The other day my mom asked me why I liked music so much. Five times, because I couldn’t hear her over the very thing blasting through my earbuds. I unplugged and tried to explain. For me, music is a way to express myself, both by listening to it and making it. Plus I love the band members themselves. They’re inspiring to me, and I look up to them a lot. My favorite band is Green Day, and I listen to others like All Time Low, Pierce the Veil, Of Mice&Men, Panic! at the Disco, and of course…The Beatles.
Brendon Urie, of Panic!, is particularly inspiring to me, because as a teenager he worked at a smoothie cafe to make enough money to pay the rent for his band’s practice space. He also grew up in Nevada, like me, so I can definitely relate. Green Day is another example. Who knew that three kids from Berkeley, California would grow up to become one of the biggest and most successful bands ever? Their stories give me hope for my own future, having proved that if you really put your mind to it you can accomplish anything.
I also like to play a lot of the same type of music on guitar, which I’ve taught myself to play since sixth grade. Oh, and concerts are the coolest thing ever. I saw Green Day live this year and it was one of the best experiences of my life. Seeing your favorite band that you’ve idolized since who knows when, right in front of you, is one of the most amazing. Music is one of the most important things in my life, because of it’s therapeutic yet stimulating effects it has on me and countless other teens. (For example, playing my guitar to unwind after a long day of studying.)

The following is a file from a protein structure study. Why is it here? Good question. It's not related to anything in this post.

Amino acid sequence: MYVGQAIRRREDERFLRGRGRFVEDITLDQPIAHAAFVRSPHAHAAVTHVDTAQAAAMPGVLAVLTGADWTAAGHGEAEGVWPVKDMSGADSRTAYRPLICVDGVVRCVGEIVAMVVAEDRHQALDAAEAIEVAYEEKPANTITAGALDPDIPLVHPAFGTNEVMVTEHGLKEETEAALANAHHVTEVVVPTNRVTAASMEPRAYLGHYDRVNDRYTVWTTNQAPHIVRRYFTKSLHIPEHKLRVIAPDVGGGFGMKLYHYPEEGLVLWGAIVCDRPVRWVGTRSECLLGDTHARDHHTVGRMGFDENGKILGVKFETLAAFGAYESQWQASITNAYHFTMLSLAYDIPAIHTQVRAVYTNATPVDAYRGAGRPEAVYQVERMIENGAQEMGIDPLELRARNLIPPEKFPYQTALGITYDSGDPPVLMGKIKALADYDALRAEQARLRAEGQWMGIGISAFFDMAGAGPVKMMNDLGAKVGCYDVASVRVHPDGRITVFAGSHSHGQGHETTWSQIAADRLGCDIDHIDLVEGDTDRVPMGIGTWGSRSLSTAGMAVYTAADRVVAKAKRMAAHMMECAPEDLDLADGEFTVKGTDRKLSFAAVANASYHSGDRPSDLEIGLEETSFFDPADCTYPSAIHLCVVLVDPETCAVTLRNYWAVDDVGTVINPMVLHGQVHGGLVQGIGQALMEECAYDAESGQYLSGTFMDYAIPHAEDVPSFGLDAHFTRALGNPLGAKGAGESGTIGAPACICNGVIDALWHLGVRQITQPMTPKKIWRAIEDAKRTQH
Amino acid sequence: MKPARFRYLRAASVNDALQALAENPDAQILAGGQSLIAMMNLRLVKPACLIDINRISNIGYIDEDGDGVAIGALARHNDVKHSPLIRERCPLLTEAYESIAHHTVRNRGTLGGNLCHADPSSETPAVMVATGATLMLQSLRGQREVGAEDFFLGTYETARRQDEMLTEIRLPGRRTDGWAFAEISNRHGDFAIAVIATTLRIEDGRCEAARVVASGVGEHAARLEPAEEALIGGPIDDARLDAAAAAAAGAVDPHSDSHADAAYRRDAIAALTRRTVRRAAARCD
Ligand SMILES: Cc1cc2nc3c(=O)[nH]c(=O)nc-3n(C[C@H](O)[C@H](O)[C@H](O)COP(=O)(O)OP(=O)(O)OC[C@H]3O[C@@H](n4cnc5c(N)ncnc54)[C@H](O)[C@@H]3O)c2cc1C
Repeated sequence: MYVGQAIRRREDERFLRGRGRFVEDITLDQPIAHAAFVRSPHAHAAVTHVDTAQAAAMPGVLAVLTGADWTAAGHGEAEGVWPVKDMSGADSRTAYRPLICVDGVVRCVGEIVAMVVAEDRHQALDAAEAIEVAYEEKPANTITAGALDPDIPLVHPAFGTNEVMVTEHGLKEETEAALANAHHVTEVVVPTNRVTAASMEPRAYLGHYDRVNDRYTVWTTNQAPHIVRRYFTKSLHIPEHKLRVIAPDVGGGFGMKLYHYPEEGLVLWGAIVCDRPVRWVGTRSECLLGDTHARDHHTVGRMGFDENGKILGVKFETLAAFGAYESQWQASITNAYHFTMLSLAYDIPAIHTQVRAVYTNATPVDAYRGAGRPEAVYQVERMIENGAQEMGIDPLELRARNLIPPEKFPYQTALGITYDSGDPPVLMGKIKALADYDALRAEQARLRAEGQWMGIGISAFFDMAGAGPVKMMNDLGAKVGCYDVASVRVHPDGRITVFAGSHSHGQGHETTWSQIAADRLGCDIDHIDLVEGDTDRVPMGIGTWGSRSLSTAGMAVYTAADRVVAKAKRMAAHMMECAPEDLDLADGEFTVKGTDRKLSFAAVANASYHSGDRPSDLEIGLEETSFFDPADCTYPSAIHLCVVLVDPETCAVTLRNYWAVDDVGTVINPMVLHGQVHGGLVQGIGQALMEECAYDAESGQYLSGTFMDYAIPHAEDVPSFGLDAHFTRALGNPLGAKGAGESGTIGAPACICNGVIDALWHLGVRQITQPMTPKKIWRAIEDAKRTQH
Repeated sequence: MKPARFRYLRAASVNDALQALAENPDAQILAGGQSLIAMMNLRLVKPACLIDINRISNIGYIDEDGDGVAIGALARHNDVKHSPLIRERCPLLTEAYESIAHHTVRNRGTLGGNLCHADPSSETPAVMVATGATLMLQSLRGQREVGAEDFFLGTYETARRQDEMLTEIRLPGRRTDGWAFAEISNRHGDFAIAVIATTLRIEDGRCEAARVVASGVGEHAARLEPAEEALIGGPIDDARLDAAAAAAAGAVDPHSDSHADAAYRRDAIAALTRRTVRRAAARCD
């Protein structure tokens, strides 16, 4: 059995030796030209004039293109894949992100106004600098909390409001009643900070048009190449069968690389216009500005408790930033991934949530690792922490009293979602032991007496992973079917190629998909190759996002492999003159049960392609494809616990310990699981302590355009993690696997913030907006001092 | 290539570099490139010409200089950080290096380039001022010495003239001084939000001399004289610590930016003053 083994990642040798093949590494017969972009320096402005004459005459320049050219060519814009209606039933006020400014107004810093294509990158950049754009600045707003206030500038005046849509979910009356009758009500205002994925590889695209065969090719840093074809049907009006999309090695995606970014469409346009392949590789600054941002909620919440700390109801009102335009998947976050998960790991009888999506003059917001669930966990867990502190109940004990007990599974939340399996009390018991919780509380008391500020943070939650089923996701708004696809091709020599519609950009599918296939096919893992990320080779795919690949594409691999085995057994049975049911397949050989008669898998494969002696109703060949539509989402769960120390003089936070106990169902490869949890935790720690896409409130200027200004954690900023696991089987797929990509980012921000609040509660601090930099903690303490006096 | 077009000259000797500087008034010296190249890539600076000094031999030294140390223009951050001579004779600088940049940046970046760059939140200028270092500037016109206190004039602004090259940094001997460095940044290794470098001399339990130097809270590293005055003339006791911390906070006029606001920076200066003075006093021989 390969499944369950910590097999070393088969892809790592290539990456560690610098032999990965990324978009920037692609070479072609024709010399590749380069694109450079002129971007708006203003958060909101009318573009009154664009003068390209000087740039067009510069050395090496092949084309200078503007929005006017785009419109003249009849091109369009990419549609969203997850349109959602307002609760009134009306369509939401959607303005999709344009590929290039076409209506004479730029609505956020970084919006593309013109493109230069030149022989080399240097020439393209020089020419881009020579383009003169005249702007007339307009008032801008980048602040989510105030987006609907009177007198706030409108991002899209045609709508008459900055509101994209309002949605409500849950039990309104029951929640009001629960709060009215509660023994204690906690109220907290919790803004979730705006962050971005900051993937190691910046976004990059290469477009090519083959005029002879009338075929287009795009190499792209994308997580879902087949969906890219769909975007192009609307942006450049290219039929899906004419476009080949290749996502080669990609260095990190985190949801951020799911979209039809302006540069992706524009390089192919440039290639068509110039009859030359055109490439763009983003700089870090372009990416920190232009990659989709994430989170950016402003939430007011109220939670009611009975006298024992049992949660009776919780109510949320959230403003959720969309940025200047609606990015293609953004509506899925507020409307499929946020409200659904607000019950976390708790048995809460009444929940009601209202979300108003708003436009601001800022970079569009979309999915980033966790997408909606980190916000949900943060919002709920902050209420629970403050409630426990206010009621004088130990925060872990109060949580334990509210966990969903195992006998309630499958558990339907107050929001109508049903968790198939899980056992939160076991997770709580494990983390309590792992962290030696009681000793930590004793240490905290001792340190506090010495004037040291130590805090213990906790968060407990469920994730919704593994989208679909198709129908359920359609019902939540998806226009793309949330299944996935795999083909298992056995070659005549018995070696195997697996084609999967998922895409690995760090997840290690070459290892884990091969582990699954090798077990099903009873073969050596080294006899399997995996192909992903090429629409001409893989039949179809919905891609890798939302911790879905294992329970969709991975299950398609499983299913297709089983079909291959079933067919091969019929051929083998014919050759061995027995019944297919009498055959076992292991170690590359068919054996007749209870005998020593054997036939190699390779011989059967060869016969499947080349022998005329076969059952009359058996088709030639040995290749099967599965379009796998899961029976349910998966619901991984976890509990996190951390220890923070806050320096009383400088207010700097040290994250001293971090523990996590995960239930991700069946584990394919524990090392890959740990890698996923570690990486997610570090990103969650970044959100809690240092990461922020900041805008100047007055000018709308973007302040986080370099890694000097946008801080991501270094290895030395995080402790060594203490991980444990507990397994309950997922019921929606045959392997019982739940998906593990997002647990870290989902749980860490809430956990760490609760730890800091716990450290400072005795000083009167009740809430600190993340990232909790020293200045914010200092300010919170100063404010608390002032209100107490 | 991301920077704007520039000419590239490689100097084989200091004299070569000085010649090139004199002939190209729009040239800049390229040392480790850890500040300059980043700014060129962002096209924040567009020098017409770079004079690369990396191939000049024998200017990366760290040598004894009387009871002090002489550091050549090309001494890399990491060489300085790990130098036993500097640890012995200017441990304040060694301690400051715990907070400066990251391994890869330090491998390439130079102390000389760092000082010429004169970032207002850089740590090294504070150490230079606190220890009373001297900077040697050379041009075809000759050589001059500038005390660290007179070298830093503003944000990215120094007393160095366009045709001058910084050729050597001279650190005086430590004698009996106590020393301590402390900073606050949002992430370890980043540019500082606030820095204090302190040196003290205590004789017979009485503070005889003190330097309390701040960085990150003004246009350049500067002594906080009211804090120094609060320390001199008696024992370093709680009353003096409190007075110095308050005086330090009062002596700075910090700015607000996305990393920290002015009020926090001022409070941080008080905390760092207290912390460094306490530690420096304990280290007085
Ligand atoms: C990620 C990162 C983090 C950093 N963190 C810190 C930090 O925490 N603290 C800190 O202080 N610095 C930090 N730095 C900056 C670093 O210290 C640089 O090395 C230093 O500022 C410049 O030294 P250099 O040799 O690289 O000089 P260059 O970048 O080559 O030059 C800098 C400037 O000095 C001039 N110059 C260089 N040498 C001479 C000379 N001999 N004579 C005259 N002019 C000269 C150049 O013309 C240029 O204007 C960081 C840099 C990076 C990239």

In grown up speak, according to Psychology Today, “Music also plays a large role during this time period as teenagers generation after generation identify with artists and musical styles that reflect their identity as individuals and as a generation.” And “Parents across the decades lament the types of music their children listened to. In the last 100 years, it was jazz, then big band, rock n’ roll, funk, electonic music, rap, and hip-hop. Generation after generation, parents have complained about the “noise” their children listen to, refusing to understand or listening to ‘that music.’” My parents aren’t necessarily on board with the whole punk rock boy band thing, but sometimes I’ll play guitar with my dad and try to bridge said generational gap.
Overall, I love music because I can totally identify with the things that these artists sing about, and it’s nice when you can completely just jam out at the same time because of how good the song is.